The Associated Press (Paul Shin, “JAPANESE PREMIER ARRIVES IN S. KOREA,” Seoul, 03/21/02) and Reuters (Teruaki Ueno, “JAPAN PM ARRIVES IN S.KOREA FOR PRE-WORLD CUP TOUR,” Seoul, 03/21/02) reported that Japan prime minister Junichiro Koizumi began a three-day visit to the ROK on Thursday that ROK officials said was expected to focus on trade, investment and the upcoming World Cup soccer tournament. ROK President Kim Dae-jung’s chief spokesman Park Sun-sook expressed, “With about two months to the World Cup, we hope that the visit will help foster a future-oriented relationship between the two countries.” Koizumi and Kim will meet Friday to discuss topics that will include the DPRK according to ROK officials. The leaders will also sign a treaty aimed at encouraging investment in each other’s country. “Koizumi’s visit is part of the two countries’ efforts to fully restore their relations to the level in 1998 when they agreed to put their thorny history behind and look ahead for a new relationship,” said Yun Duk-min, a researcher at Seoul’s Institute of Foreign Affairs and National Security, a Foreign Ministry think-tank.

II. Japan

1. Japanese Logistical Support for US

The Japan Times (“DEFENSE AGENCY MAY TRY TO EXTEND SDF ANTITERRORISM MISSION BY HALF A YEAR,” Tokyo, 03/18/02) reported that the Japanese Defense Agency is planning to extend by half a year a Self-Defense Forces (SDF) operation in the Arabian Sea to provide non-combat support to US-led military action against terrorism, agency sources said Sunday. The government’s basic plan for the SDF to provide logistic support to the US-led military campaign in Afghanistan stipulates the duration of the SDF dispatch should be from November 20, 2001, to May 19, 2002. But senior agency officials said an extension is necessary because other forces in the antiterrorism campaign plan to continue operations. “It is difficult for Japan alone to pull out,” a high-ranking agency official said. The agency expects the government to revise the basic plan in early May unless dramatic movements occur such as confirmation of the death or arrest of Osama bin Laden and Taliban leader Mohammed Omar, the sources said. The agency does not plan to change the nature of the SDF mission and therefore it does not believe revising the basic plan requires Diet approval, the sources said.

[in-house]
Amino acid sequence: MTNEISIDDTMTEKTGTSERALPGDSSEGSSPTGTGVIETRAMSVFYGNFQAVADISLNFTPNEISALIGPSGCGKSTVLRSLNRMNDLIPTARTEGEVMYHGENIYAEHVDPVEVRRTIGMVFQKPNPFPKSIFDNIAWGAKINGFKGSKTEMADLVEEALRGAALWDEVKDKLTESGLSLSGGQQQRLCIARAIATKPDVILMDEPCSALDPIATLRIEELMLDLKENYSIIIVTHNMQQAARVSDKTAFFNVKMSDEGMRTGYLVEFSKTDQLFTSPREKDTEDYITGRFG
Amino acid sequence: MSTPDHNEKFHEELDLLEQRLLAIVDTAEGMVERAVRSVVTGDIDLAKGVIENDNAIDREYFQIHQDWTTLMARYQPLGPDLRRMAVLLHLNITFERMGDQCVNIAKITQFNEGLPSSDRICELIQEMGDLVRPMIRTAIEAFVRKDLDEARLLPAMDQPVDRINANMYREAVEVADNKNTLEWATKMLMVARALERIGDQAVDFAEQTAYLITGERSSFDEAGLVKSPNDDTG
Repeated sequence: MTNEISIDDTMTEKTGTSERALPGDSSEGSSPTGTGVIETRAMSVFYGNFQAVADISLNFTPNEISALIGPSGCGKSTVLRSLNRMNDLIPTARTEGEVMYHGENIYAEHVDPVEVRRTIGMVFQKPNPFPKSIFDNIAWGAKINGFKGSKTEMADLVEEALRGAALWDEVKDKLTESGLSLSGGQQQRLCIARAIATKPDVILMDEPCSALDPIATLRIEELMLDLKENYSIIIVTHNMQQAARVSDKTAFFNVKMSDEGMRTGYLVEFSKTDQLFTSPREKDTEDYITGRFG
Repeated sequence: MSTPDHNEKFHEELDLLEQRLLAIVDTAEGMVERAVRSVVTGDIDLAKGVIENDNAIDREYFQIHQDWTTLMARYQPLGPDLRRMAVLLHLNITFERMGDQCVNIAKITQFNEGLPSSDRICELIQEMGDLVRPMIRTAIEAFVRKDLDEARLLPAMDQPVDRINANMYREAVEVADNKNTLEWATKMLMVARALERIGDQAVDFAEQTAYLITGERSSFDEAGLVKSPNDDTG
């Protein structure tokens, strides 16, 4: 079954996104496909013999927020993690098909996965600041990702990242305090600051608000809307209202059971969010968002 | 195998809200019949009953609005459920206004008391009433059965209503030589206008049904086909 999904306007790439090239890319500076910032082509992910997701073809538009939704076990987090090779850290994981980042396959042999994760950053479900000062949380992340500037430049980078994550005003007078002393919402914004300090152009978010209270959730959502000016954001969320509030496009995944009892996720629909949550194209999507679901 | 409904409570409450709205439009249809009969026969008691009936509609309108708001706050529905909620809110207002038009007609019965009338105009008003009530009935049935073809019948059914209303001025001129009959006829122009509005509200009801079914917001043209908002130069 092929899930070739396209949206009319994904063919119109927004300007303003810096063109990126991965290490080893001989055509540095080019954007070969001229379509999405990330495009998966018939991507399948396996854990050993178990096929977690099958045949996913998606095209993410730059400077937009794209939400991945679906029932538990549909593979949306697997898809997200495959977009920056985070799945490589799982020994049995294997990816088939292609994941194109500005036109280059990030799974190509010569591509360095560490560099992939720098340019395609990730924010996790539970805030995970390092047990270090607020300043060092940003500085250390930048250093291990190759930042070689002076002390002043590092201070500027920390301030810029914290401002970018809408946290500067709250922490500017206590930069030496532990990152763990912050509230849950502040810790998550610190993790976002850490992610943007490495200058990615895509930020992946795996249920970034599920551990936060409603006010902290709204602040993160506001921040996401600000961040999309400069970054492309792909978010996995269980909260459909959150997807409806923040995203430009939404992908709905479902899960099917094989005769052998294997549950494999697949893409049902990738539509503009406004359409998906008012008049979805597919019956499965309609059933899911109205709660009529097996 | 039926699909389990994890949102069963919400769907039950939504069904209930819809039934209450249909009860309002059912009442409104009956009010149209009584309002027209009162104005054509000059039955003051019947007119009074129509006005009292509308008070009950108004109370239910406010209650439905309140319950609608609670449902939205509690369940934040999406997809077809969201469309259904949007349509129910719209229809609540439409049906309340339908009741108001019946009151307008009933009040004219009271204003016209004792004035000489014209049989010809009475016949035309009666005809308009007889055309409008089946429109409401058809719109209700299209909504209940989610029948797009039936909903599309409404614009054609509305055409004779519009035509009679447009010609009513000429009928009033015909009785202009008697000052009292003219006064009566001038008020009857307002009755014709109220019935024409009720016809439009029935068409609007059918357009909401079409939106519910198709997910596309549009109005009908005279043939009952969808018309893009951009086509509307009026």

2. Japanese New Security Legislation

The Asahi Shimbun (“SDF TO GET MORE LEEWAY IN ATTACK,” Tokyo, 03/20/02) reported that the Japanese government plans as early as next month to submit to the Diet a package of four bills governing Japan’s response to a military attack, sources said Tuesday. A comprehensive bill will outline the framework for such a response, while a special measures bill will address the activities of US forces based in Japan. The two other bills will revise the Self-Defense Forces (SDF) Law and the law under which the Security Council of Japan was established. Government officials, however, were unable to clearly state what situations would constitute a military attack, saying the issue would be left for future discussion. Concerning the second bill, Government officials agreed to include it in the legislative package on Monday, following a request from US government officials. Meanwhile, among the revisions to the SDF Law is a provision allowing SDF personnel to fire their weapons in defending their colleagues without actually being formally deployed on an operation. The new legislation will also establish a team of specialists tasked with conducting simulations of possible military attacks on Japan, and will introduce more flexibility to the Security Council to allow the participation of other Cabinet members should the need arise.

3. US Forces in Japan

Kyodo (“AIRCRAFT CARRIER KITTY HAWK LEAVES PORT,” Yokosuka, 03/20/02) reported that the US aircraft carrier Kitty Hawk on Monday left its home port of Yokosuka, possibly for deployment in the US-led multinational war on terrorism. The US Navy said the carrier is engaged in ordinary operations and refused to disclose its destination. But it is believed to be heading to the Indian Ocean to support US military operations there.

4. Anti-Terrorism Measure

Jiji Press (“JAPAN HELPS FIGHT NUCLEAR TERROR,” Vienna, 03/20/02) reported that Japan offered US$500,000 to the International Atomic Energy Agency (IAEA) for protection against nuclear terrorism on the first day of a five-day meeting of the IAEA Board of Governors on Monday. The IAEA said it will have to increase its annual budget by US$30 million for a plan to protect nuclear facilities from terrorist attacks. The US, Britain, Australia and the Netherlands have already expressed their intention to provide money to the IAEA.

5. Japan Conventional Weapons Office

The Japan Times (“STATE PLANS DISARMAMENT OFFICE FOR CONVENTIONAL WEAPONS,” Tokyo, 03/18/02) reported that the Japanese Foreign Ministry will set up an office April 1 to promote disarmament of conventional weapons abroad by encouraging demining and collection of small arms, government sources said Sunday. The tentatively called “conventional weapons office” will have six to seven staff and focus exclusively on conventional weapons rather than weapons of mass destruction, the sources said. The team will begin formulating measures to aid demining in war-ravaged Afghanistan and also launch a program abroad to offer economic assistance in exchange for local efforts to collect small arms, they said. The office will also study the feasibility of beefing up an international action plan to curb illicit trade in small arms by requiring manufacturers to mark small weapons so they can be identified. Prime Minister Junichiro Koizumi promised to commit Japan to help in the elimination of small arms in January in a statement issued at an international meeting on small arms in Tokyo.